The Sandstone Surprises of Lake Superior
The 21 sandstone islands and 12 miles of mainland of Apostle Islands National Lakeshore provide ample wild playground for hikers, boaters, scuba divers, fishers, campers, and even ice climbers. This lakeshore, situated at the end of the Bayfield Peninsula on Lake Superior, is also a fascinating classroom to learn about the environment that was developed over thousands of years of geological history of continental movement, glaciers, and wind and water erosion.
The area that is now Apostle Islands went through periods of glaciation. After the most recent glaciation about 12,000 years ago, the melted waters submerged most of the Bayfield Peninsula. Since then, the lake levels rose and fell, leaving us now with the Apostles separated from the peninsula, forming the archipelago.
This coastal environment continues to rapidly change and evolve today, continually sculpted by the waves, tides, and the wind. As a result, this dynamic landscape contains a myriad of caves, arches, stacks, and cliffs that contain varied landscapes such as rock pools, sand dunes, beaches, forests, lagoons, and more.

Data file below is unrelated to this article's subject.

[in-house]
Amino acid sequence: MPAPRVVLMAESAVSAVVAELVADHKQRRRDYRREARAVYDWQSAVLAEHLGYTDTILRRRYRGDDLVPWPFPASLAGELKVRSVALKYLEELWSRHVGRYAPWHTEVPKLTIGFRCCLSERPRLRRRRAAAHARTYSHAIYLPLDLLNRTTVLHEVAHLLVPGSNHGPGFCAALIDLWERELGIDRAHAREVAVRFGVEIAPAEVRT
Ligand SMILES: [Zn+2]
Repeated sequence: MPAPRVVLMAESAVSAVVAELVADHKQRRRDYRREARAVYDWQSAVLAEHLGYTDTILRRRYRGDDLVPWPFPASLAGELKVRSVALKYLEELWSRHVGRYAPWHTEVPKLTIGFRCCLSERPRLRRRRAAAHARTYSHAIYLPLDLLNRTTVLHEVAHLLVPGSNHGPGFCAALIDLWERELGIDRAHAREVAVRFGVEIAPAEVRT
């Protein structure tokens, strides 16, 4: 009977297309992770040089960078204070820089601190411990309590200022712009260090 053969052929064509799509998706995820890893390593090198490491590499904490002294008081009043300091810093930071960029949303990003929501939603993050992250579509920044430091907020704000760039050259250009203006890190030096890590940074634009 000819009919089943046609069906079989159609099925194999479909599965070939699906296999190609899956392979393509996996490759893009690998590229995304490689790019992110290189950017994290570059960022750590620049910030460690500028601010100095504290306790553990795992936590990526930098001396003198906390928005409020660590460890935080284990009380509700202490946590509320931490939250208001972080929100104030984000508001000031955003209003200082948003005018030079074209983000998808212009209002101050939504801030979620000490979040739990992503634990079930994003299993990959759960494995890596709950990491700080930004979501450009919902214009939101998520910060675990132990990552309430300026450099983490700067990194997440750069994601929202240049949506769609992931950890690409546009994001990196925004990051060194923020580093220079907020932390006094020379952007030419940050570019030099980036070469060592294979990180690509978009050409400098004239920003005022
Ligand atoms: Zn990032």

These diverse ecosystems provide shelter to assorted animals, from the red-backed salamander, to the Northern leopard frogs, to black bears, to muskrats, and many species of fish. It is even one of the heaviest migratory flyways in the Great Lake Region.
Thinking of visiting Apostle Islands National Lakeshore to see the ice caves or explore the sand dunes? Learn more about this junction between land and water here.